Little Bits of History

Big Heads

Posted in History by patriciahysell on April 5, 2012

Line of moai on Rapa Nui

April 5, 1722: Jacob Roggeveen doesn’t find Terra Australis. The term is Latin for “Land of the South” and was a legendary land mass covering the “bottom” of the globe – more akin to Antarctica than Australia. Roggeveen’s father was a mathematician and geographer, and studied the science of navigation. Jacob eventually sailed for the Dutch West India Company seeking new lands. He sailed to what is today the Falkland Islands (naming them Belgia Australis) and rounded South America via the Strait of Los Angeles Maire. He went up the coast of Chile and landed near present day Valdivia. He then sailed west and stayed at the Juan Fernández Islands from February 24 to March 17. He again took to the sea.

On Easter Sunday he discovered Easter Island (Rapa Nui). The land was inhabited by about 2,000 to 3,000 people of Polynesian descent and 887 moai, or stone carved statues. The island is triangular in shape and has about 63 square miles of land. It was first settled by people from Hawaii between 300 and 400 AD (or between 700 and 800 AD –archeological expert opinions disagree). People came by canoe or catamaran from the Marquises Islands (2,000 miles away) or Mangareva (1,600 miles away) or Pitcairn (1,250 miles away) to settle the island. Using reconstructed craft, in 1999 a trial trip from Mangareva took 17 days.

The most stunning feature of Easter Island is the artwork left for us to ponder. The 887 monolithic statues are more than just the heads, as they contain the torsos as well. The dates for their construction remains hotly debated and ranges from 400 AD to 1500-1700 AD. What all agree on is that most (95%) of the carvings were made from compressed volcanic ash or tuff found inside the extinct Rano Raraku volcano. The islanders carved the statues using stone hand chisels usually made from basalt toki. They had to be sharpened frequently by chipping off a new edge.

Each statue took five to six men about one year to make. They are each thought to represent a chief or important person. Only about one-fourth of the carvings are installed with about half remaining at the volcano. The remainder are around the island, probably abandoned before reaching their final destination. The larges moai is “Paro” and weighs 82 tons. Carving the statues was difficult enough, but moving them was another engineering feat. These large creations were hauled on a Y-shaped sledge taking 180 to 250 men pulling on ropes to move them. Erecting them at the new site also took skill and patience. Ahu are the platforms the statues rest on and vary in design.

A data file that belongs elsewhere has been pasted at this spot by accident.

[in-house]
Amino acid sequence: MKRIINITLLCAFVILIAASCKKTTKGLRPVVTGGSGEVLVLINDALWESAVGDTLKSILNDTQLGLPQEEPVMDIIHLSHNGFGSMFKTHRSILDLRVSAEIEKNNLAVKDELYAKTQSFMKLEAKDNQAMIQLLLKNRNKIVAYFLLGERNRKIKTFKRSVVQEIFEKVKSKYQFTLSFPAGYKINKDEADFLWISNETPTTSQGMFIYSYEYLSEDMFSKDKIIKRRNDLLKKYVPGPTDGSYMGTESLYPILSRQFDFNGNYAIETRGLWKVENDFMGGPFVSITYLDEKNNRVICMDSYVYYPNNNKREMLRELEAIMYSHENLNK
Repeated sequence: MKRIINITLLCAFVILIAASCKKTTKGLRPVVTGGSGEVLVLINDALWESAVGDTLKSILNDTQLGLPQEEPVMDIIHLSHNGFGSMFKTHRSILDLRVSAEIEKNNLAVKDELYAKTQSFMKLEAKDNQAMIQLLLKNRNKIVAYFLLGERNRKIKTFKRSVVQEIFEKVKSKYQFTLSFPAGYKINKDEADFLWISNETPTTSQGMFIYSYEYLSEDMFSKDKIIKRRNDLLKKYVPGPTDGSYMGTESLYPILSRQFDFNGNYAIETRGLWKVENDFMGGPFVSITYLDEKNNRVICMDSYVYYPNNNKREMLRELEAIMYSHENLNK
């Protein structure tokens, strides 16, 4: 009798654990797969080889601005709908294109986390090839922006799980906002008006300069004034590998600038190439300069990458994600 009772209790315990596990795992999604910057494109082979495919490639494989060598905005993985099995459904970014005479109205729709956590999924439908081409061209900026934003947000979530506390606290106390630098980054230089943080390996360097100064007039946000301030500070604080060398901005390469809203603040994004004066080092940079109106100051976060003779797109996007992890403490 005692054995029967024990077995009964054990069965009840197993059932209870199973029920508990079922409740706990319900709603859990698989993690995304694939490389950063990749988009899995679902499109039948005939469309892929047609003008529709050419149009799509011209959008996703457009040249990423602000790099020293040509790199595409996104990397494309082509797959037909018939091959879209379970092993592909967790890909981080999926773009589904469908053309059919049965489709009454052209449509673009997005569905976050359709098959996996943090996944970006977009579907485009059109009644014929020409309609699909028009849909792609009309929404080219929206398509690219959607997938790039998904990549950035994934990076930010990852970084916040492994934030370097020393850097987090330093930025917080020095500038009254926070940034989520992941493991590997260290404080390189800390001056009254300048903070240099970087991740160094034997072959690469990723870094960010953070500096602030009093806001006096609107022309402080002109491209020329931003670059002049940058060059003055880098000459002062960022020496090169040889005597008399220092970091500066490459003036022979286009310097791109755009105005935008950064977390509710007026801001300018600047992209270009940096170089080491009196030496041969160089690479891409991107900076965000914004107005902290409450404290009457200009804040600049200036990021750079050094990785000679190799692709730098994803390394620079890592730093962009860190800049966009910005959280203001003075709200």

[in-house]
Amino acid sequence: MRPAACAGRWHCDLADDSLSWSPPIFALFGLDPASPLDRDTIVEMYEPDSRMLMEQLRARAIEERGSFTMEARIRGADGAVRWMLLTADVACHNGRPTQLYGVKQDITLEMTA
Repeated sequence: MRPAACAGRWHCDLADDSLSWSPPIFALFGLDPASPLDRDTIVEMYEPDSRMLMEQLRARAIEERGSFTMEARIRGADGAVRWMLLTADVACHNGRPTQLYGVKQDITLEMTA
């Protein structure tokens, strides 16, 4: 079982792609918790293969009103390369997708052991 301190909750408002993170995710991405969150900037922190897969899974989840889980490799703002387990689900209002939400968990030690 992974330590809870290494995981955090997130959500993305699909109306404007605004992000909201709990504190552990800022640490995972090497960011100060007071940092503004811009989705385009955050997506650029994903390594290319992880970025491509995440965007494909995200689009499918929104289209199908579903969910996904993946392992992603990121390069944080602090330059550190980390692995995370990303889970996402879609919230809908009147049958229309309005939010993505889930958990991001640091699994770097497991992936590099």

That great menacing Easter Island face. – Lewis Grossberger

[They] seemed to be triumphing over us, asking: ‘Guess how this engineering work was done! Guess how we moved these gigantic figures down the steep walls of the volcano and carried them over the hills to any place on the island we liked!’ – Thor Heyerdahl

It may well be doubted whether human ingenuity can construct an enigma… which human ingenuity may not, by proper application, resolve. – Edgar Allan Poe

But now I have come to believe that the whole world is an enigma, a harmless enigma that is made terrible by our own mad attempt to interpret it as though it had an underlying truth. – Umberto Eco

Also on this day:

Joseph Lister – Joseph Lister was born.
Salt March – In 1930, Gandhi reached the sea and gathered salt.
Wedding Bells – In 1614, John Rolfe married Pocahontas.

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2 Responses

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  1. Bobby Dias said, on April 5, 2012 at 10:49 am

    I say they are religious icons not artwork. Artwork is for those people that want to look at and appreciate what is there- the Easter Island items were to their gods not for mankind.

    • Sherry said, on April 6, 2015 at 4:20 am

      Yes, of course.

      History revised, according to the delusions of Bobby Dias.


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